We used to simply dangle from the DNA of our ancestors, then we ended up in groups, civilizations, and now that we have thoroughly infested the planet we keep running into each other and the results are so unpleasant that at least some people are renting a virtual, artificial girlfriend for $1/minute.
It’s hard not to get a little existential about the human race with all that’s going on these days with technology, the global economy, wars, and where people are focusing their attention. They’re not really separate things. They’re all connected in some weird way, just like most of humanity.
They are connected in logical ways, we like to think, but when you get large groups of people logic has an odd tendency to make way for rationalization. There are pulls and tugs on the rug under the group dynamics, eventually shaking some people free of it for better or worse.
This whole ‘artificial intelligence’ thing has certainly escalated technology. The present red dots in this regard are about just how much the world will be improved by it. We’ve heard that before, and you would think that with technology now reflecting more clearly our own societies through large language models that we might be more aware that we’ve all heard these promises before.
I can promise you that for the foreseeable future, despite technological advances, babies will continue being born naked. They will come into the world distinctly unhappy with having to leave a warm and fluid space to a colder, less fluid space. From there, they seem to be having less and less time before some form of glowing flat screen is made available to them, replete with things marketed toward them.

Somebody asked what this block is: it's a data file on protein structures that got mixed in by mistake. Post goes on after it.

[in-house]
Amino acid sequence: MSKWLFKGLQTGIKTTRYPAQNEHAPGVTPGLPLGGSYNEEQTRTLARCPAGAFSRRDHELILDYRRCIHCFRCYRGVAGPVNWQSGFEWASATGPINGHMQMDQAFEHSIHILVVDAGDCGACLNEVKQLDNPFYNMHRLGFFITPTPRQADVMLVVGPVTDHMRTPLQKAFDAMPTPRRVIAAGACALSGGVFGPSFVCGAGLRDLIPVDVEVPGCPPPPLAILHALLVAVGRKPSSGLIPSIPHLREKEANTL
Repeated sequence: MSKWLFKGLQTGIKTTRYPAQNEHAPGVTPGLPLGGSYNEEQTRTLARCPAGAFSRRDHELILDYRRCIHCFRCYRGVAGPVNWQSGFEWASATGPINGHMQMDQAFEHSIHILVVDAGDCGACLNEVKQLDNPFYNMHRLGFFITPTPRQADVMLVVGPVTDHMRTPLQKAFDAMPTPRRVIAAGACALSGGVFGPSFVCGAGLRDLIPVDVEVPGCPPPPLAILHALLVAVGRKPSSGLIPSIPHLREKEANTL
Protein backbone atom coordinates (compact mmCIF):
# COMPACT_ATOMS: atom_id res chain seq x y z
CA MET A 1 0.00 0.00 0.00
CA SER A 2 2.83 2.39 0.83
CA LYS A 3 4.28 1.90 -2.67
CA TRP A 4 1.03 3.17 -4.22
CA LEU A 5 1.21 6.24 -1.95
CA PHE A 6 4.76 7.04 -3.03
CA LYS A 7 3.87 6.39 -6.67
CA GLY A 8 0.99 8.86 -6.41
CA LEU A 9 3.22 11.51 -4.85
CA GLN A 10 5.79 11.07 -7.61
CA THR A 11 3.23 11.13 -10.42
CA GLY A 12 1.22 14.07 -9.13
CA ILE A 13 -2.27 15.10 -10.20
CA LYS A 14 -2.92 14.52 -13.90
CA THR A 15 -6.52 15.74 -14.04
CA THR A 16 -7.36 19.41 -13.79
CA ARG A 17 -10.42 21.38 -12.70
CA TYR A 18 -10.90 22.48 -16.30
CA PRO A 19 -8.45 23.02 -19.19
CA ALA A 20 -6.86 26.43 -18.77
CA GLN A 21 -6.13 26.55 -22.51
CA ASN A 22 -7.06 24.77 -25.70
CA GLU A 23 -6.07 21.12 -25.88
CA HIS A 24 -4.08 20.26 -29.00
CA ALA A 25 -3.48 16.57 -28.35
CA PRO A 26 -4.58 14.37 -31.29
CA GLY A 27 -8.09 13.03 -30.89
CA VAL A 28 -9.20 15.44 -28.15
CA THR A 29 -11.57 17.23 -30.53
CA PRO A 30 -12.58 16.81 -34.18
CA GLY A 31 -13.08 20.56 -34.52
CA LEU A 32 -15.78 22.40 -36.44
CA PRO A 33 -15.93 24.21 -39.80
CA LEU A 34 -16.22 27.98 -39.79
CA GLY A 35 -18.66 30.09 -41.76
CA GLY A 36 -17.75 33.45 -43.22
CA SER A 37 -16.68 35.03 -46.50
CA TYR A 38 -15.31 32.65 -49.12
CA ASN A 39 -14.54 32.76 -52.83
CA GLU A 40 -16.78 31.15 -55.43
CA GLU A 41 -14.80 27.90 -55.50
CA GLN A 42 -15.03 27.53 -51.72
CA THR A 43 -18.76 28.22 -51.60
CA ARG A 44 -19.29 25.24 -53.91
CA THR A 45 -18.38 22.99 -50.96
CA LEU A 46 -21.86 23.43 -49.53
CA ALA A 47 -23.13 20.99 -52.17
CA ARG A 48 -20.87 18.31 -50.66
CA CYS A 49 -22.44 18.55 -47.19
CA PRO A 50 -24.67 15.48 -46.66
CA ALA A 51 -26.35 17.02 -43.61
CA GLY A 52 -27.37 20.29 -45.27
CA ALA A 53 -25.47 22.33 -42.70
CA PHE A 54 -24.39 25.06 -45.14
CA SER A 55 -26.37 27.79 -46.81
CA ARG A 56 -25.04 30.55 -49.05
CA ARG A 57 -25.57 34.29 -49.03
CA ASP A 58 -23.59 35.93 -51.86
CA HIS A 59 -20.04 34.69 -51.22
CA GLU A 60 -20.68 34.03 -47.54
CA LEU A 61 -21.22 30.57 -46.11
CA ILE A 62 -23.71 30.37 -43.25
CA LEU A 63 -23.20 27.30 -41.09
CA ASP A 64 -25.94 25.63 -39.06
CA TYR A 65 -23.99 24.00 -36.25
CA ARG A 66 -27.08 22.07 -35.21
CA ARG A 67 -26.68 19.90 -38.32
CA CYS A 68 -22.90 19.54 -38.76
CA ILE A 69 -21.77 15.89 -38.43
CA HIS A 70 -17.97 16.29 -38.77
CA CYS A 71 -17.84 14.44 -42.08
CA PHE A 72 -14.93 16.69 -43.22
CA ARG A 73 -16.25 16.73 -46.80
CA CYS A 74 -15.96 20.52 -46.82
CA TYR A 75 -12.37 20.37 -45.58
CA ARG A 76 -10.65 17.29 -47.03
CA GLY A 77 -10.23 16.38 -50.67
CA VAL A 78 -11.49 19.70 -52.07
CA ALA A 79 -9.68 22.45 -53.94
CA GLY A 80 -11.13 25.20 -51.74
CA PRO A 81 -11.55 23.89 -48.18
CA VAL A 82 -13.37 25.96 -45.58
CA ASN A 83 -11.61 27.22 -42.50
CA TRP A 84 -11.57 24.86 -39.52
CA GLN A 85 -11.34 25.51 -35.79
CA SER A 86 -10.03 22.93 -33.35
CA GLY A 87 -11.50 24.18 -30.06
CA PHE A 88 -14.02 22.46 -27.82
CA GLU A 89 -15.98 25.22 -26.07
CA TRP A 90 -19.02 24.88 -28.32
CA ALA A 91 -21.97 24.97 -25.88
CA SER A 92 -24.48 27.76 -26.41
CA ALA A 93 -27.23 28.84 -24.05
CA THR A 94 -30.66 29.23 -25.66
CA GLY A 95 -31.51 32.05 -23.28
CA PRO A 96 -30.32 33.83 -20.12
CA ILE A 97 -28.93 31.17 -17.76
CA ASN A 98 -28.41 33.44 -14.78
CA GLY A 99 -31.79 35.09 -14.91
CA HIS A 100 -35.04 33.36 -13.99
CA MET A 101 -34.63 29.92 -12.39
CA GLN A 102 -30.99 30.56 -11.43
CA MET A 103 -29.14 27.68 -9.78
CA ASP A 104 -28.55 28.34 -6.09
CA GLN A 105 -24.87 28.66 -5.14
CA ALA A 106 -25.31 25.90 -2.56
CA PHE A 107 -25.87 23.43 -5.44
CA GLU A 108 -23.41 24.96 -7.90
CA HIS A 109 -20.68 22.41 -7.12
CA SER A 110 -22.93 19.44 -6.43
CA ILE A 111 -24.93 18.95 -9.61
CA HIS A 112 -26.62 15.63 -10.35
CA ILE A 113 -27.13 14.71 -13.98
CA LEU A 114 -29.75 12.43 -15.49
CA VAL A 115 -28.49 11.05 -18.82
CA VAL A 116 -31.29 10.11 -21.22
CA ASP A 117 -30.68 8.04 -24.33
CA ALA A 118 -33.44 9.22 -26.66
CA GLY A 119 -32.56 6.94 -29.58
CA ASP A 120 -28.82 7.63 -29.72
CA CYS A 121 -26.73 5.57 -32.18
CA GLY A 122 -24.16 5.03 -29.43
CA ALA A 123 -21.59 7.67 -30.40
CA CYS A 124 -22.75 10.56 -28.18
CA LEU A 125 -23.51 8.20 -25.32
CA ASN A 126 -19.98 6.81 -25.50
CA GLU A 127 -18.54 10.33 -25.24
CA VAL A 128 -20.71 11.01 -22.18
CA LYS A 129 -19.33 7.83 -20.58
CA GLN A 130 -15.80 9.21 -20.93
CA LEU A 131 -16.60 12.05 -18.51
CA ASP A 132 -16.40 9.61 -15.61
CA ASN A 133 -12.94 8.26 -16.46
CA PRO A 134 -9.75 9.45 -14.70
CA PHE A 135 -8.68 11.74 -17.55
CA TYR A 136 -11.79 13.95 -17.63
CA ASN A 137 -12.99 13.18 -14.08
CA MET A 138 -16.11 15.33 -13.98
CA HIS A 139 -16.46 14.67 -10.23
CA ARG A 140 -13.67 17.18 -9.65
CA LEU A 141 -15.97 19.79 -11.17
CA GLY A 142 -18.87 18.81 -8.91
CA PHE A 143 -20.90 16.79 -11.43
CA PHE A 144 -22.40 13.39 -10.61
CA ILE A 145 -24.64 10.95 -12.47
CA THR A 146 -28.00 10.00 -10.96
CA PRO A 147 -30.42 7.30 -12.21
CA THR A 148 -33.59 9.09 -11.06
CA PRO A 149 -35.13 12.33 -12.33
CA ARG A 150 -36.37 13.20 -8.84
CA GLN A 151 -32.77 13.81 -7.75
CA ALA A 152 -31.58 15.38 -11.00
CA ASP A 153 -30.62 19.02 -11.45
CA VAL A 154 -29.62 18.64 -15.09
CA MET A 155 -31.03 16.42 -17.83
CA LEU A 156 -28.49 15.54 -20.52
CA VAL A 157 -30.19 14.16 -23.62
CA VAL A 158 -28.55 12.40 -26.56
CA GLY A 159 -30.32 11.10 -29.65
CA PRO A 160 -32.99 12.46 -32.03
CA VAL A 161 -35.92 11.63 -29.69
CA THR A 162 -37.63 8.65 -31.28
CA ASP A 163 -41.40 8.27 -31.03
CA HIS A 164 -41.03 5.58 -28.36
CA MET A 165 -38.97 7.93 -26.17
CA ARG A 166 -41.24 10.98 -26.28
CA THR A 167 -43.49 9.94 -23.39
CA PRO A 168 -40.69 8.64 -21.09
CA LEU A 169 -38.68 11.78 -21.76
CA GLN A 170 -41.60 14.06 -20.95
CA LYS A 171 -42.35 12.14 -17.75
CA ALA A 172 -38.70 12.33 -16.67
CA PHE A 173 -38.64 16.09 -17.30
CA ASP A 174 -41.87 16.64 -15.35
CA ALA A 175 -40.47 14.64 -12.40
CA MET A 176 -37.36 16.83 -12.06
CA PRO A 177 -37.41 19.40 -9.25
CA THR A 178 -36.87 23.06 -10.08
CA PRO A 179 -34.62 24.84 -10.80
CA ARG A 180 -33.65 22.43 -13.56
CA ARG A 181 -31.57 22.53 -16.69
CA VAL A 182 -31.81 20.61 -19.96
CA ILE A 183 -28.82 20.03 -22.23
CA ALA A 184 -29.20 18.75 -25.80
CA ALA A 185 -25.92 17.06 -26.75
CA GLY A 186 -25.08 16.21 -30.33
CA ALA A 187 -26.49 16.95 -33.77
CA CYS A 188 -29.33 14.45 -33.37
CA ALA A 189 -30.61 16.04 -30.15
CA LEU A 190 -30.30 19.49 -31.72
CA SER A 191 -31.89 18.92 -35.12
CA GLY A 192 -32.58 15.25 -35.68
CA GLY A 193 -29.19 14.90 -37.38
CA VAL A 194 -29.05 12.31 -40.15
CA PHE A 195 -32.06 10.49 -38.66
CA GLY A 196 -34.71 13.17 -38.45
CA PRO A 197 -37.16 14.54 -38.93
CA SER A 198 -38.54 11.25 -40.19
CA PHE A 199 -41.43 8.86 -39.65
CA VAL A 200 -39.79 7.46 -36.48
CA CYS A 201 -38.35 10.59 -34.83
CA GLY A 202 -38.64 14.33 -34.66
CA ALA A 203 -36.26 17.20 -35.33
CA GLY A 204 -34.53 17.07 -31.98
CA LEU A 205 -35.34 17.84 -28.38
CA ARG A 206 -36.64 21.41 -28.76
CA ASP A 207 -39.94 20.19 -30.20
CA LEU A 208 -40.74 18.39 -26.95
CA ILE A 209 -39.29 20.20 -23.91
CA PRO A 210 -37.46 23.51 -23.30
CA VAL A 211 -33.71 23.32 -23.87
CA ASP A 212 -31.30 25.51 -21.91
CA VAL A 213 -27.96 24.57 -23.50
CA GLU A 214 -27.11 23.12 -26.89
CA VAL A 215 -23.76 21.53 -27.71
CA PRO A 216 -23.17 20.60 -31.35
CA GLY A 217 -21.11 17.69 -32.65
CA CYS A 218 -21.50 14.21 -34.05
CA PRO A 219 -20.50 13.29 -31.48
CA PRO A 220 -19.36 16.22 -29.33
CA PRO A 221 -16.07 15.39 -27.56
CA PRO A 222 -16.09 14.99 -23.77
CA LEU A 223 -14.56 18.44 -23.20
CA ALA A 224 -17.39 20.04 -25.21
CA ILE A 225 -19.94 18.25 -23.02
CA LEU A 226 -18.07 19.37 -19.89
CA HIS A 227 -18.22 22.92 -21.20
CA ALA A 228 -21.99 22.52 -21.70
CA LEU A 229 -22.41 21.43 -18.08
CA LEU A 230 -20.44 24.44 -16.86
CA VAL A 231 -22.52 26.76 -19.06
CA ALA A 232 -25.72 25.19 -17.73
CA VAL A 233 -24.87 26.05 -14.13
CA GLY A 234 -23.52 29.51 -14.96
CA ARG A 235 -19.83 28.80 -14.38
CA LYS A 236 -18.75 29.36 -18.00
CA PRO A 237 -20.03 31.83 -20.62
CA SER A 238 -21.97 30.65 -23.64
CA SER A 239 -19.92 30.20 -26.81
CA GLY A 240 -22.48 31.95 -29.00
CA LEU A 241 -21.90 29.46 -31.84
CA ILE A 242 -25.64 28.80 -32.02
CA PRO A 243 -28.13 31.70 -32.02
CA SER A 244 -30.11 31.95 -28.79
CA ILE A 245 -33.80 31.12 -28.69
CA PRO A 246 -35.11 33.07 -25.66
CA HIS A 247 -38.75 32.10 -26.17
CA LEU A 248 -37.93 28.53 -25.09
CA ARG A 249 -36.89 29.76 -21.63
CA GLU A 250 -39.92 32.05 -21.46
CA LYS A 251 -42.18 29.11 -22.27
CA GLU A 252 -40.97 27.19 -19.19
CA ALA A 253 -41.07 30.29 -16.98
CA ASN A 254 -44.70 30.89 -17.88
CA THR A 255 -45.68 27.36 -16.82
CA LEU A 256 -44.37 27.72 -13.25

It would be foolish to think that the people marketing stuff on those flat screens are all altruistic and mean the best of the children as individuals and humanity. They’re trying to make money. Everyone’s trying to make money.
I don’t know that this is empirically true or not, but it seems to me that when I was a child, people were more interesting in creating value than making money. If they created value, they got paid so that they could continue creating value. It seems, at least to me, that we’ve been pretty good about removing value from the equation of life.
This is not to say I’m right. Maybe values have changed. Maybe I’m an increasingly dusty antique that every now and then shouts, “Get off my lawn!”. I don’t think I’m wrong, though, because I do encounter people of younger generations who are more interested in value than money, but when society makes money more important than value, then everything becomes about money and we lose… value.
To compensate, marketing tells people what they should be valuing to be the person that they are marketed to become.
I don’t know where this is going, but I think we need to switch drivers.
Maybe we should figure out who we are and where we want to go. Without advertising.